DraftKings is in the headlines as their shares slump on Tuesday after Hindenburg Research, a short-selling activist, published an extensive report about the gaming company’s SBtech unit operations in territories where sports wagering is illegal and may be associated with money laundering and illicit activities.
In 2020 SBTech was involved in a three-way reverse merger involving Draft Kings and Diamond Eagle Acquisition Corp, a particular purpose acquisition company. This merger allowed Draft Kings to become a publicly-traded entity.
Founded by Shalom Mackenzie, the Bulgaria-based SBTech’s 2020 merger with DraftKings brought both companies public in a $3.3 billion blank check-deal under the DraftKings Banner last April.
Hindenburg’s report, based on the analysis of DraftKings SEC filings, conversation with former employees, and supporting documents, accuses DraftKings of serious black market operations, including SBTech’s track record of operating illegal sports betting business in China, Vietnam, and Thailand.
Hindenburg points out SBTech Shady Dealings
“Since SBTech is now on NASDAQ, they have made efforts to distance itself from black market business,” a former employee said in Hindenburg Report.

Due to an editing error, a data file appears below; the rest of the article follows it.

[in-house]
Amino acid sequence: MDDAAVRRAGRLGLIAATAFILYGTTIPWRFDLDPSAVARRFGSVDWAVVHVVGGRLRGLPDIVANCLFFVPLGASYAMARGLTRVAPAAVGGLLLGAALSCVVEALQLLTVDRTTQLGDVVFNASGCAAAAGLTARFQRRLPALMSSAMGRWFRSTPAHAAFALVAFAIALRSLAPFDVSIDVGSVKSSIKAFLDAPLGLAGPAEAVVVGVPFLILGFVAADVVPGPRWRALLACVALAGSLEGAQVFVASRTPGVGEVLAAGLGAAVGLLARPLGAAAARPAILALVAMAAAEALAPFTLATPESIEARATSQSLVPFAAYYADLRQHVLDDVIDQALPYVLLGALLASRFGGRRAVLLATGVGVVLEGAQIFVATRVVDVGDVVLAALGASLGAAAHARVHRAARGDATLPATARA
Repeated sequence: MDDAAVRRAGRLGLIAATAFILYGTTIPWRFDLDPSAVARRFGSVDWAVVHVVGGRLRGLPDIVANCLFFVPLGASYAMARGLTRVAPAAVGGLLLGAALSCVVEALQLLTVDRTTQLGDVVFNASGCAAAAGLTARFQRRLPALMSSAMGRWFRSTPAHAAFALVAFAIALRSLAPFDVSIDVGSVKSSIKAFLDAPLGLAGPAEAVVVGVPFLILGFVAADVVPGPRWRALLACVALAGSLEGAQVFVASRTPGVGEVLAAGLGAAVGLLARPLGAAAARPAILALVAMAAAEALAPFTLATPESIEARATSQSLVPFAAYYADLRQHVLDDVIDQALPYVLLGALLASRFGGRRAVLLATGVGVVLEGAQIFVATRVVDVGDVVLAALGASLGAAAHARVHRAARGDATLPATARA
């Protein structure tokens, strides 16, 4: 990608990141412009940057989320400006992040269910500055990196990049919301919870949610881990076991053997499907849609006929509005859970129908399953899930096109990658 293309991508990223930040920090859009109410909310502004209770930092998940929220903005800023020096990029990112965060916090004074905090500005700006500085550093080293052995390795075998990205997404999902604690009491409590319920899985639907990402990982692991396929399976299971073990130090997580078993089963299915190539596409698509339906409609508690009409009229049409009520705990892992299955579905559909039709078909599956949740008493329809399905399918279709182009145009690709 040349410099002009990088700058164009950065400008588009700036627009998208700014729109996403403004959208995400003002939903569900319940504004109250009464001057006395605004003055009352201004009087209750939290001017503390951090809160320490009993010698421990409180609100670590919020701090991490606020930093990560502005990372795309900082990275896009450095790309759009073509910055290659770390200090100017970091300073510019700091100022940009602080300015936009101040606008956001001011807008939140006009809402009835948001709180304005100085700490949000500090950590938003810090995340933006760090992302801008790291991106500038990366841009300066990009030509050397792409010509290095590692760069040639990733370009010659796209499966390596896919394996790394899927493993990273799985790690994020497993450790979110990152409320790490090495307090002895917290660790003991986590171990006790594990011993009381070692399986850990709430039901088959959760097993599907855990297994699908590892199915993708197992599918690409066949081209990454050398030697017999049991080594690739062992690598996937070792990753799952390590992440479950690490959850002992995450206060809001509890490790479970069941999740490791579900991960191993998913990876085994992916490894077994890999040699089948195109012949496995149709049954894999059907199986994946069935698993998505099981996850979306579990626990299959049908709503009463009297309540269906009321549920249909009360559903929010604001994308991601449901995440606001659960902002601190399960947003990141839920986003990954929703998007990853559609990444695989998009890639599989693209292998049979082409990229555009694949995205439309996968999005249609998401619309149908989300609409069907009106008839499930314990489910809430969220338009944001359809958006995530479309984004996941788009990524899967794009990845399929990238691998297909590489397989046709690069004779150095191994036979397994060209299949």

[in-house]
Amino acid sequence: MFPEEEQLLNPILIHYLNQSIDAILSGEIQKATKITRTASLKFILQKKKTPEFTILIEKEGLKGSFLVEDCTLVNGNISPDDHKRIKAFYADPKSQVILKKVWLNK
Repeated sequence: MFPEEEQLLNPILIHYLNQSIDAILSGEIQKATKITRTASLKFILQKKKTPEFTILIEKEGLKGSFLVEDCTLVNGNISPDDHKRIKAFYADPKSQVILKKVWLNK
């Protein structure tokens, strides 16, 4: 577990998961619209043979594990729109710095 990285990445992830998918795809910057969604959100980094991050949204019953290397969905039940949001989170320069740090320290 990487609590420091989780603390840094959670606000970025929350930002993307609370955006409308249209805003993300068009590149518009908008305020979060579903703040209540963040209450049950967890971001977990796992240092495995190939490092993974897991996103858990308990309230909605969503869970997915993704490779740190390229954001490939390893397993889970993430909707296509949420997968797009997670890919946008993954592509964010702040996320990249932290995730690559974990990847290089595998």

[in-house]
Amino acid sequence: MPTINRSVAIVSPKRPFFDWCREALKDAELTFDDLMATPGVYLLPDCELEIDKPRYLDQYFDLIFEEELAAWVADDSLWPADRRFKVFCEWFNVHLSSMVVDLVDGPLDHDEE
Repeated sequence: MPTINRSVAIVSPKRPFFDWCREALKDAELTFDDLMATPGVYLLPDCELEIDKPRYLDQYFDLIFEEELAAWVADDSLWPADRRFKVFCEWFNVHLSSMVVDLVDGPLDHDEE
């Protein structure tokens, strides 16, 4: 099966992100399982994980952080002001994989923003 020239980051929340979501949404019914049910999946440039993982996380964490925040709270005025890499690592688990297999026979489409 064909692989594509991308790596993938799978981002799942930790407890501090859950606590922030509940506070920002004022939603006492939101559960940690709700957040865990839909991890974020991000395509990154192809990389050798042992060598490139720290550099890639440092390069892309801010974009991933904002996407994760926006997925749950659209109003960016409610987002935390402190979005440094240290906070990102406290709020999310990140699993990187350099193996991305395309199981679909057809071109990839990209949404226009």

Hindenburg report also claims that former executive Tom Light departed from the company to head up an entity known as BTI, later changed to CoreTech.
As per the report the CoreTech acts as an alternative for SBTech to continue business in Asian Markets where sports wagering is illegal.
One of the ex-employees also stated that, since the SBTech listing, the company wants to be clean and doesn’t want Asia or the grey market to give lousy influence to its name.
BTI(CoreTech) would act as separate company advertising their white label solution to the Middle East, South America, primarily China and Malaysia.
he also stated
The report interviewed one of the ex-staffers stating that over 90% of CoreTech revenue is derived from the black or grey market.